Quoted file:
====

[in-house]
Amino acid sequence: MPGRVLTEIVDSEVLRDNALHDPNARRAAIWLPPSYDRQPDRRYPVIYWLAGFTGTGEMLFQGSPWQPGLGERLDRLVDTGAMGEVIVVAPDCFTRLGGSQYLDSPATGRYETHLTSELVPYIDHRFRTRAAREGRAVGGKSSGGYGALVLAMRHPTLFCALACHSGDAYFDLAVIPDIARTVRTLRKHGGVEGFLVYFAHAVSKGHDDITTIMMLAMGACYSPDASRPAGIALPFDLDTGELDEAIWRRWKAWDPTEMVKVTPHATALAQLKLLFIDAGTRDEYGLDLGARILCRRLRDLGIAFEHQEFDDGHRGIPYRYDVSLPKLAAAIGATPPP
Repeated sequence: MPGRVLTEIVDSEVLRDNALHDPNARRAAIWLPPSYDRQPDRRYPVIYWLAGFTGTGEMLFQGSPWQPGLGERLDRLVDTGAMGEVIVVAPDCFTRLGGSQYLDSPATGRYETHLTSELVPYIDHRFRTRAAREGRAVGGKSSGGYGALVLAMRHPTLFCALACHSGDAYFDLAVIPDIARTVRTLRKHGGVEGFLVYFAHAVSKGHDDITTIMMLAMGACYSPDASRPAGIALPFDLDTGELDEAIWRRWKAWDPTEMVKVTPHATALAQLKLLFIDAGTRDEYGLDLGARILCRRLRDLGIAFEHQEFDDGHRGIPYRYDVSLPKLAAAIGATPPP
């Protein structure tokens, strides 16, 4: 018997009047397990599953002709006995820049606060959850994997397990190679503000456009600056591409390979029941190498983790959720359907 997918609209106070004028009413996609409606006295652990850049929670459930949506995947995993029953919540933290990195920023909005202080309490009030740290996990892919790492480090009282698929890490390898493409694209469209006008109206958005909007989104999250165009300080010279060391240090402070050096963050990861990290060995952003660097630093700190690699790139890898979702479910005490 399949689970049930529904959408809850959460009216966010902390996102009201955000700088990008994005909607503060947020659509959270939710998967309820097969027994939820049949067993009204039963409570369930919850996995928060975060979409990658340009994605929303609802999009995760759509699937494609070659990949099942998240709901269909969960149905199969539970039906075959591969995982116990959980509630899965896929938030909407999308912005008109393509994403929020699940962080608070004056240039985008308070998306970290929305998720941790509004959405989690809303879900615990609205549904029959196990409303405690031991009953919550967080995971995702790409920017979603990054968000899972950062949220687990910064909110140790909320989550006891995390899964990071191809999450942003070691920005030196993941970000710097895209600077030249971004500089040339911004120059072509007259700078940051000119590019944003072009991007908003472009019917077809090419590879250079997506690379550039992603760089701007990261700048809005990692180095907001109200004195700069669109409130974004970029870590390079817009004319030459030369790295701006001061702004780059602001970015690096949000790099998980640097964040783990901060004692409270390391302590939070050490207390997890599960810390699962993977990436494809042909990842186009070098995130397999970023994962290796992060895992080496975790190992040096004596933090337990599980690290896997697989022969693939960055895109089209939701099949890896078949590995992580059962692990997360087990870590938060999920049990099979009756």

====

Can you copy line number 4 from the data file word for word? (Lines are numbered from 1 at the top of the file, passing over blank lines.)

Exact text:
């Protein structure tokens, strides 16, 4: 018997009047397990599953002709006995820049606060959850994997397990190679503000456009600056591409390979029941190498983790959720359907 997918609209106070004028009413996609409606006295652990850049929670459930949506995947995993029953919540933290990195920023909005202080309490009030740290996990892919790492480090009282698929890490390898493409694209469209006008109206958005909007989104999250165009300080010279060391240090402070050096963050990861990290060995952003660097630093700190690699790139890898979702479910005490 399949689970049930529904959408809850959460009216966010902390996102009201955000700088990008994005909607503060947020659509959270939710998967309820097969027994939820049949067993009204039963409570369930919850996995928060975060979409990658340009994605929303609802999009995760759509699937494609070659990949099942998240709901269909969960149905199969539970039906075959591969995982116990959980509630899965896929938030909407999308912005008109393509994403929020699940962080608070004056240039985008308070998306970290929305998720941790509004959405989690809303879900615990609205549904029959196990409303405690031991009953919550967080995971995702790409920017979603990054968000899972950062949220687990910064909110140790909320989550006891995390899964990071191809999450942003070691920005030196993941970000710097895209600077030249971004500089040339911004120059072509007259700078940051000119590019944003072009991007908003472009019917077809090419590879250079997506690379550039992603760089701007990261700048809005990692180095907001109200004195700069669109409130974004970029870590390079817009004319030459030369790295701006001061702004780059602001970015690096949000790099998980640097964040783990901060004692409270390391302590939070050490207390997890599960810390699962993977990436494809042909990842186009070098995130397999970023994962290796992060895992080496975790190992040096004596933090337990599980690290896997697989022969693939960055895109089209939701099949890896078949590995992580059962692990997360087990870590938060999920049990099979009756």